Rob Marshall | 137 mins | cinema | 12A / PG-13
No one had high hopes for Pirates of the Caribbean when it set sail for the big screen (sorry) in 2003. It was based on a Disney theme park ride, for chrissake! But no, as it turned out: a witty and exciting screenplay, some properly photo-real CG from ILM, and an immediately-iconic Oscar-nominated performance from Johnny Depp were some of the ingredients that helped it become an instant blockbuster classic.
And then, drunk on success, they churned out two disappointing, overblown sequels. Picking up on elements left vaguely dangling from the first film, the filmmakers somehow fashioned it to look like a trilogy (not that the first film doesn’t work absolutely fine by itself), and given the lacklustre critical reception and conclusive nature of the story, I think everyone assumed that would be that.
But no. Not when you’re Disney and have a franchise capable of grossing over $1 billion per film. And so here we get Pirates 4, with high hopes: they seemed aware the two-part-ish sequels hadn’t gone down so well, promising a standalone adventure that returned to the quality of the first film; it’s adapted in part from a largely unknown but beloved by those that do novel (which also inspired the Monkey Island games, which in turn contributed a lot to Pirates 1 — it’s all very incestuous); plus Disney insisting on cuts for a tighter budget suggested there’d be less of the sequels’ excesses.
It still cost $250m, mind, and the fact that’s what’s considered a cutback arguably shows.
Things start really well. The opening sequences in London are a hoot, Depp bringing some of the joy back to the character of Jack Sparrow that went awry during the last two films. We also get to see why he is actually a great hero, something occasionally lost under the drunken swaggering — look at his well-plotted escape from the King’s court, which initially looks like pure lunacy but turns out to be all clever set-up, for instance. The carriage chase through London streets that follows is good fun too, undoubtedly the film’s high point.
It’s pretty much downhill from there though. The film burns through ideas and plot points at a rate of knots. While I’m all for not stretching ideas thin — something that can happen too often in blockbuster movies these days — here the opposite is true, with not enough time devoted to explaining things, to characterisation, to making us give a damn about what’s going on or why it’s going on. They seem to think we’ll care about Sparrow, Barbossa and Kevin McNally’s character just because they were in the three previous films… and, in fairness, we do, to a point (well, the first two); but they also seem to think this will transfer to the new cast, and it doesn’t.
The love story between a missionary and a mermaid barely factors. Word was this pair would be the series’ new Orlando Bloom and Keira Knightley, but whereas Elizabeth Swann and Will Turner were central to the plot of all the previous films (appearing before even Captain Jack in the first, if I recall), these two turn up late in the day and never have a chance to go anywhere. There’s also a surfeit of villains, meaning they either barely appear (the Spanish) or aren’t given close to enough screen time (Ian McShane’s Blackbeard). Every introduction is rushed, every subplot underdeveloped, every ending unsatisfactory. There’s too much, even for a movie that still runs over two hours.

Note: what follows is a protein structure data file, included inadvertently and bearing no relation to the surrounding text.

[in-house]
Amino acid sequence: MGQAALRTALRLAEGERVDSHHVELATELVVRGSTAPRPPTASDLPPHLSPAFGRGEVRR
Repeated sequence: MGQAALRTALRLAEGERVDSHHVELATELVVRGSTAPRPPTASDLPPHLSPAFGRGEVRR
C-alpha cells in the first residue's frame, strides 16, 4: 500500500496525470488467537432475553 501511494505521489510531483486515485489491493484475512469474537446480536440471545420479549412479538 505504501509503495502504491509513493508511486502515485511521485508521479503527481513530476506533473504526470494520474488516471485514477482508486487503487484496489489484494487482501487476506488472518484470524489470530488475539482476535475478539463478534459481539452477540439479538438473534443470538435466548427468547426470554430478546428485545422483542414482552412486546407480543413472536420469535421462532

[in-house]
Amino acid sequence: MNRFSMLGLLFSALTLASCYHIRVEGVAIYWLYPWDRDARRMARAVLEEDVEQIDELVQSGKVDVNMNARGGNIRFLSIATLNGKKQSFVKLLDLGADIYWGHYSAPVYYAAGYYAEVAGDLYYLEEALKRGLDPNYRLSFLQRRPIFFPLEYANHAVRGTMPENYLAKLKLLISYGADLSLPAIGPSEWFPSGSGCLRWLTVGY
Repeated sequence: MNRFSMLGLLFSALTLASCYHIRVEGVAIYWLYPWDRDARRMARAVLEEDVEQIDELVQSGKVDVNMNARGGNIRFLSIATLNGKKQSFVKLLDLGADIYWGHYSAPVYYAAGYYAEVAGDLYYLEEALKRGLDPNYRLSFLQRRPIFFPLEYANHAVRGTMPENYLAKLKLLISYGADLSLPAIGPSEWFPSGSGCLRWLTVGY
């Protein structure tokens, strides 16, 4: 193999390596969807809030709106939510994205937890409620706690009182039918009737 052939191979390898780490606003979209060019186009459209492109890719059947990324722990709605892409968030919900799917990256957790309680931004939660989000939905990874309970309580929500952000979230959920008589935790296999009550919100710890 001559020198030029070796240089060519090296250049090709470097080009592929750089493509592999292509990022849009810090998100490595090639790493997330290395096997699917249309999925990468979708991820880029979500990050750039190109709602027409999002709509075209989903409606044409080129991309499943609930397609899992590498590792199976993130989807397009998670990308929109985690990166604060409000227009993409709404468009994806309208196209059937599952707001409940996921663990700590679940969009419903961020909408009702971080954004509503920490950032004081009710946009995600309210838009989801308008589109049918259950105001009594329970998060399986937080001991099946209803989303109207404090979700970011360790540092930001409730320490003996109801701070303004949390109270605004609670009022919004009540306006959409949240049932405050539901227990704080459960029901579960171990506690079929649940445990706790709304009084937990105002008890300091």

There’s potential here, as there has been for all the Pirates films that followed in the wake of the first one, but as the quality continues to slip it’s becoming easy to believe that screenwriters Ted Elliott and Terry Rossio hit a fluke with the quality of the first film and haven’t been able to meet it again since. And I would say most of the fault lies with the screenplay, because there’s little fundamentally wrong with the rest of it.
Except the 3D, maybe. I have no idea if this was a post-conversion or shot for real, but it doesn’t matter — it’s dull. Either things are too dark to matter, or it just doesn’t pop in the way you’d like. A couple of sweeping scenery shots aside, it offers no benefit. 3D is a gimmick and all about spectacle — I believe anyone who thinks it’s a serious filmmaking tool for the future is deluding themselves, at least until someone can prove otherwise (much-heralded work like Avatar certainly hasn’t) — but it’s a gimmick On Stranger Tides doesn’t engage with, in the process showing it lacks spectacle. And considering dark scenes obviously don’t work well in the format, I dread to think what Ridley Scott’s Prometheus will look like. (I probably won’t see it ’til 2D Blu-ray anyway, so that might be a moot point.)
I’m certain some will think my score for On Stranger Tides is generous, but despite all the flaws it still has its moments. I just wish that instead of churning Pirates films out ASAP they’d put more effort into developing the screenplay. Perhaps hiring new writers would help. But with a fifth and possibly sixth film on the horizon, and no significant change of scribe imminent, any such hopes are already dashed. And as this poorly-reviewed effort still grossed a phenomenal amount (third highest of the year; eighth of all time), Disney will still get their money and keep pumping them out. The whole situation is not so much yo-ho, more ho-hum.
Pirates of the Caribbean: On Stranger Tides is out on DVD, Blu-ray and 3D Blu-ray in the UK from Monday, 12th September, and in the US from 18th October. Why can’t the Marvel releases from this summer be that way round, hm?
The UK TV premiere of Pirates of the Caribbean: On Stranger Tides is on BBC One tonight, 29th December 2013, at 8pm.